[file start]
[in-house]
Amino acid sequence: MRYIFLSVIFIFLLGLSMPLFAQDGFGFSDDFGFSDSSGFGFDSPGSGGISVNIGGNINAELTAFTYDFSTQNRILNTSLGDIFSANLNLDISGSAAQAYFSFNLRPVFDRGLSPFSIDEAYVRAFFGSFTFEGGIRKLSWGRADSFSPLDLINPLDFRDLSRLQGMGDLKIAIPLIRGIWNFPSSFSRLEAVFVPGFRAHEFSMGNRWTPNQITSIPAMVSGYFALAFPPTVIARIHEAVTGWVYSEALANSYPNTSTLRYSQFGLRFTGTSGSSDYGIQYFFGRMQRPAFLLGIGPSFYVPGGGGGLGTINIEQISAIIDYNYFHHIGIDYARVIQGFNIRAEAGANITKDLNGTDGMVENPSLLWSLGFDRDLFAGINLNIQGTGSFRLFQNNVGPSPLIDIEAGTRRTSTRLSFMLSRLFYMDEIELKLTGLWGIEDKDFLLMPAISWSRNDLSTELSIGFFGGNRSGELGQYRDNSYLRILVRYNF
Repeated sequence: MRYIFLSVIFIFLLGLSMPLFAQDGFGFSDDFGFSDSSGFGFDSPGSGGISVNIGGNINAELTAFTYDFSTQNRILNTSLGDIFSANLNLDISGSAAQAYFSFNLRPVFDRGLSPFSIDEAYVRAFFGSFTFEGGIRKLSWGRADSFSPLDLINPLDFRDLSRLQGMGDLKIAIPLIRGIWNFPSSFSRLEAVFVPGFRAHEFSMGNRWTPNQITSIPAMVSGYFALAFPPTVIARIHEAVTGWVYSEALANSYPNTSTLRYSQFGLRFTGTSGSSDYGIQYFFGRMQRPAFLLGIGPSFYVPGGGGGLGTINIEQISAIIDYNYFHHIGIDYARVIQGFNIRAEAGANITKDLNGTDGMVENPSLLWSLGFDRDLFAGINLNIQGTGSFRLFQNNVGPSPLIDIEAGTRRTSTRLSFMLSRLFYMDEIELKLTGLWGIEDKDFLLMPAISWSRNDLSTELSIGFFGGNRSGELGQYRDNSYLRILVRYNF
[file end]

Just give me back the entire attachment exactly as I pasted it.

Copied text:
[in-house]
Amino acid sequence: MRYIFLSVIFIFLLGLSMPLFAQDGFGFSDDFGFSDSSGFGFDSPGSGGISVNIGGNINAELTAFTYDFSTQNRILNTSLGDIFSANLNLDISGSAAQAYFSFNLRPVFDRGLSPFSIDEAYVRAFFGSFTFEGGIRKLSWGRADSFSPLDLINPLDFRDLSRLQGMGDLKIAIPLIRGIWNFPSSFSRLEAVFVPGFRAHEFSMGNRWTPNQITSIPAMVSGYFALAFPPTVIARIHEAVTGWVYSEALANSYPNTSTLRYSQFGLRFTGTSGSSDYGIQYFFGRMQRPAFLLGIGPSFYVPGGGGGLGTINIEQISAIIDYNYFHHIGIDYARVIQGFNIRAEAGANITKDLNGTDGMVENPSLLWSLGFDRDLFAGINLNIQGTGSFRLFQNNVGPSPLIDIEAGTRRTSTRLSFMLSRLFYMDEIELKLTGLWGIEDKDFLLMPAISWSRNDLSTELSIGFFGGNRSGELGQYRDNSYLRILVRYNF
Repeated sequence: MRYIFLSVIFIFLLGLSMPLFAQDGFGFSDDFGFSDSSGFGFDSPGSGGISVNIGGNINAELTAFTYDFSTQNRILNTSLGDIFSANLNLDISGSAAQAYFSFNLRPVFDRGLSPFSIDEAYVRAFFGSFTFEGGIRKLSWGRADSFSPLDLINPLDFRDLSRLQGMGDLKIAIPLIRGIWNFPSSFSRLEAVFVPGFRAHEFSMGNRWTPNQITSIPAMVSGYFALAFPPTVIARIHEAVTGWVYSEALANSYPNTSTLRYSQFGLRFTGTSGSSDYGIQYFFGRMQRPAFLLGIGPSFYVPGGGGGLGTINIEQISAIIDYNYFHHIGIDYARVIQGFNIRAEAGANITKDLNGTDGMVENPSLLWSLGFDRDLFAGINLNIQGTGSFRLFQNNVGPSPLIDIEAGTRRTSTRLSFMLSRLFYMDEIELKLTGLWGIEDKDFLLMPAISWSRNDLSTELSIGFFGGNRSGELGQYRDNSYLRILVRYNF